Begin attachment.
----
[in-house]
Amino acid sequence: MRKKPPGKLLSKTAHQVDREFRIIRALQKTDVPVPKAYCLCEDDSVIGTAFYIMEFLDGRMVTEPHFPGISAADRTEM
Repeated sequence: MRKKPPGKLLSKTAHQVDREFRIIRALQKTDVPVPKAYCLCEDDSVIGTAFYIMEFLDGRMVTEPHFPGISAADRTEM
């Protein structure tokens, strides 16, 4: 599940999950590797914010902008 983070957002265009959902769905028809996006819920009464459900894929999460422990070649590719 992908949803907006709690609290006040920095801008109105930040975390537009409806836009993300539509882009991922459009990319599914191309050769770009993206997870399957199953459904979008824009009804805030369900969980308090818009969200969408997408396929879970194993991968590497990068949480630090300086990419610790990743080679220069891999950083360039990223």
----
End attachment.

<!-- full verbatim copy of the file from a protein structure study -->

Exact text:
[in-house]
Amino acid sequence: MRKKPPGKLLSKTAHQVDREFRIIRALQKTDVPVPKAYCLCEDDSVIGTAFYIMEFLDGRMVTEPHFPGISAADRTEM
Repeated sequence: MRKKPPGKLLSKTAHQVDREFRIIRALQKTDVPVPKAYCLCEDDSVIGTAFYIMEFLDGRMVTEPHFPGISAADRTEM
């Protein structure tokens, strides 16, 4: 599940999950590797914010902008 983070957002265009959902769905028809996006819920009464459900894929999460422990070649590719 992908949803907006709690609290006040920095801008109105930040975390537009409806836009993300539509882009991922459009990319599914191309050769770009993206997870399957199953459904979008824009009804805030369900969980308090818009969200969408997408396929879970194993991968590497990068949480630090300086990419610790990743080679220069891999950083360039990223």